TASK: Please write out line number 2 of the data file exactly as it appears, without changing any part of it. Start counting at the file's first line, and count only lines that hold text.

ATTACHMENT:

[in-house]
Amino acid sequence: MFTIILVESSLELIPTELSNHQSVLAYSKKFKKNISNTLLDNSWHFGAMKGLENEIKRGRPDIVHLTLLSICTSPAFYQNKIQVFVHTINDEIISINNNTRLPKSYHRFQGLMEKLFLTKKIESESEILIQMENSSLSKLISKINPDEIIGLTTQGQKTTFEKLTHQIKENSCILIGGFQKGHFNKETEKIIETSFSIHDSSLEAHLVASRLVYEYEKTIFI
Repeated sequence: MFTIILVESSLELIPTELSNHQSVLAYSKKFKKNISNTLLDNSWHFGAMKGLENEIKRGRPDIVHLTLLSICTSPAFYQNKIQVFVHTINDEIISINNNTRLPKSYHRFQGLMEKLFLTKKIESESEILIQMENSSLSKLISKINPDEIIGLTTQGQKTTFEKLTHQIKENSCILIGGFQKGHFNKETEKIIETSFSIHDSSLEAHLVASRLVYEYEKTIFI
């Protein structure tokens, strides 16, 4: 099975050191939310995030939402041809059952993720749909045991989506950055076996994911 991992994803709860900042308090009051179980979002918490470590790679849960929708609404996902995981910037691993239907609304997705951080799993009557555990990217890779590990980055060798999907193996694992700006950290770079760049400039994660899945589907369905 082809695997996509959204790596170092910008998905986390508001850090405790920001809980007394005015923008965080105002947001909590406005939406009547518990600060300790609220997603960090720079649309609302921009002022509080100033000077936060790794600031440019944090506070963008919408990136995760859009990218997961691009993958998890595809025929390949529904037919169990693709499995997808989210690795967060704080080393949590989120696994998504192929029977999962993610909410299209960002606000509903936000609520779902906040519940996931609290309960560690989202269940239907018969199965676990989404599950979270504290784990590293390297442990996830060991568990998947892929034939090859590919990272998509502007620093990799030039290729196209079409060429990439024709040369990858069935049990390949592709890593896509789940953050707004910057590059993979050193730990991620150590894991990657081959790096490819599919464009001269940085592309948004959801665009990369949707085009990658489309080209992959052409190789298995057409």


Amino acid sequence: MFTIILVESSLELIPTELSNHQSVLAYSKKFKKNISNTLLDNSWHFGAMKGLENEIKRGRPDIVHLTLLSICTSPAFYQNKIQVFVHTINDEIISINNNTRLPKSYHRFQGLMEKLFLTKKIESESEILIQMENSSLSKLISKINPDEIIGLTTQGQKTTFEKLTHQIKENSCILIGGFQKGHFNKETEKIIETSFSIHDSSLEAHLVASRLVYEYEKTIFI